Any Brexit scenario will mean considerable change and impact for Ireland. The Government remains firmly of the view that ratifying the Withdrawal Agreement that has been agreed between the EU and the UK remains the best way to ensure an orderly UK exit. At its meeting on 11 December 2018, the Government decided to give greater immediate priority to the preparations for a no deal Brexit. This is being co-ordinated by the Department of the Taoiseach in collaboration with the Department of Foreign Affairs and Trade, and involves all Government Departments and agencies.
The Department of Health, the HSE and other Health Agencies have been taking forward detailed Brexit preparedness and contingency work related to the impacts in the area of health of the United Kingdom leaving the European Union, with or without a deal, including proposed legislative provisions. A number of issues are being examined and contingency planning for a range of eventualities is underway. A key issue will be to ensure that there is minimum disruption to health services and that essential existing services are maintained on a cross-Border, all-island and Ireland-UK basis. Protecting and maintaining the Common Travel Area and the associated rights and privileges is a key part of this process.
The Department and its Agencies particularly the Health Products Regulatory Authority (HPRA), the Food Safety Authority of Ireland (FSAI) and the HSE have been in regular contact with stakeholders to assess the level of preparedness for a no deal Brexit. It is important to state that while the Department continues to monitor and seek assurances in a number of areas, our current analysis is that there are no immediate risks to the health of the population because of Brexit.
The Department of Health has strengthened its internal capacity to plan for Brexit. The Secretary General meets with the heads of the HSE, the HPRA and the FSAI weekly to review progress on Brexit preparedness and to consider any new challenges identified. A Brexit Operations Team has also been established in my Department, chaired by a Deputy Secretary General and comprised of senior officials from the Department, HSE, HPRA and the FSAI. This group works to resolve issues and to escalate them to the Heads of Agency group, chaired by the Secretary General, if necessary. An inter-agency communications group, chaired by my Department, has been established to plan for all aspects of a communications strategy to ensure that the public is fully informed of the health implications of either a central case Brexit or a no deal Brexit. A further working group is working to identify and monitor medicines that may be vulnerable to supply disruption as a result of Brexit.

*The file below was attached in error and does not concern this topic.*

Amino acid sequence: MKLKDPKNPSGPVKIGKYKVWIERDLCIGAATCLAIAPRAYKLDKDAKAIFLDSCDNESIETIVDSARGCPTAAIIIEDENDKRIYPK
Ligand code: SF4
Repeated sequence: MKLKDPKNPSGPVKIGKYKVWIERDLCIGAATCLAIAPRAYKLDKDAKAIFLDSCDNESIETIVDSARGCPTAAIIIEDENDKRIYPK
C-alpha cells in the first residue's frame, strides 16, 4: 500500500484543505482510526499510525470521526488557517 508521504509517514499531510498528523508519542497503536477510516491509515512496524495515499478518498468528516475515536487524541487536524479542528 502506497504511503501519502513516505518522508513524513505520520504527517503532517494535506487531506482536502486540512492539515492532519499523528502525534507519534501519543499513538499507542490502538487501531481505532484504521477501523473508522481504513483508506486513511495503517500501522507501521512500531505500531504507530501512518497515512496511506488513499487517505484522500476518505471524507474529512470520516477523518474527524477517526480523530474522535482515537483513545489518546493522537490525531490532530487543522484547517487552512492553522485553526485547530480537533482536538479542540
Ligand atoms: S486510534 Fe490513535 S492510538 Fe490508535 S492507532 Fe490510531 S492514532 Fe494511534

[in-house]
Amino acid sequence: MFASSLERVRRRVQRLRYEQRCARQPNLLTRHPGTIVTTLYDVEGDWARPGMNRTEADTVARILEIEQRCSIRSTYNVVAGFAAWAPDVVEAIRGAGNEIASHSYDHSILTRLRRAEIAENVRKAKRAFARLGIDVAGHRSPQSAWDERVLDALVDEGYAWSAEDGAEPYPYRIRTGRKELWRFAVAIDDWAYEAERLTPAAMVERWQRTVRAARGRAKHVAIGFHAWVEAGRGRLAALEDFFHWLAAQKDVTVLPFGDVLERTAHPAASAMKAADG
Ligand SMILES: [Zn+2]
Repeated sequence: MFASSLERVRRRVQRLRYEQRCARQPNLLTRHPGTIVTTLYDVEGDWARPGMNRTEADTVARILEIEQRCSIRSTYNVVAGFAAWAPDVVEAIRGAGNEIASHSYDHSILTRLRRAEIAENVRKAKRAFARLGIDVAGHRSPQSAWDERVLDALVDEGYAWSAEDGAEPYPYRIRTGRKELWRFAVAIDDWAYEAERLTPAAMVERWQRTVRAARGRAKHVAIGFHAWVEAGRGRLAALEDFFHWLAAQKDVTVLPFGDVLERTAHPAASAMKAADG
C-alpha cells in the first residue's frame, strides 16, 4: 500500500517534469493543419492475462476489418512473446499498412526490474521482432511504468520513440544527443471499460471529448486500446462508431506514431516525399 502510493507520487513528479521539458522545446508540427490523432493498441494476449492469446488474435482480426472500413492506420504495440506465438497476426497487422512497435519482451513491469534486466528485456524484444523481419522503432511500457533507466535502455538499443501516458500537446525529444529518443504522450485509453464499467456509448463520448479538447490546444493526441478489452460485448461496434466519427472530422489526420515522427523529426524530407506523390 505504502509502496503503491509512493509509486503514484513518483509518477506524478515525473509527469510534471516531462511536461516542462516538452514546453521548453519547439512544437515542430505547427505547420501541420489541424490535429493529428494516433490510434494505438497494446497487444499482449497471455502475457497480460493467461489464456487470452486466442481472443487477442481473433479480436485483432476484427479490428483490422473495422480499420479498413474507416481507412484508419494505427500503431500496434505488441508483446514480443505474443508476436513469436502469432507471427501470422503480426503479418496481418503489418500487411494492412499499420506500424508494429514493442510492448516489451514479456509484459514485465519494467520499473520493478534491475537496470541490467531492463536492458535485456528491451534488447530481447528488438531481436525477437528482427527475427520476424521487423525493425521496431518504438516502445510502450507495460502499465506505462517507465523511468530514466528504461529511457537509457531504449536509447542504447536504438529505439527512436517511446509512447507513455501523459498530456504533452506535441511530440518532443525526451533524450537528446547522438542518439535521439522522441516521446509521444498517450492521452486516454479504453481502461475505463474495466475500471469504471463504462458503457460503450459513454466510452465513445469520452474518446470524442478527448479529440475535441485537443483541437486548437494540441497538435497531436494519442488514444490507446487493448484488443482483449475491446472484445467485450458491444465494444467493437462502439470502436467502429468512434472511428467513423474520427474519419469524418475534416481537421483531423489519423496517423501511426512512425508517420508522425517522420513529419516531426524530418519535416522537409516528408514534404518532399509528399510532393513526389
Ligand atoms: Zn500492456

The Irish and British Governments have committed to maintaining the Common Travel Area and its associated rights and privileges. These arrangements facilitate access to health services in the UK and Ireland, including access to emergency, routine and planned healthcare. My Department, as part of the cross-government approach to contingency planning, has prepared heads of a bill which is consistent with our commitment to provide for the rights and privileges of the Common Travel Area. The proposed legislation would allow the Minister for Health and the HSE, as appropriate, to cover the cost of healthcare provided in the UK under the same conditions as currently e.g. where treatments are not provided under our own healthcare system or for an Irish person who becomes ill while on a visit to the UK and needs immediate health care there.
I am satisfied that all necessary contingency arrangements are being made to mitigate, in so far as possible, the risks to the health sector of a no deal Brexit.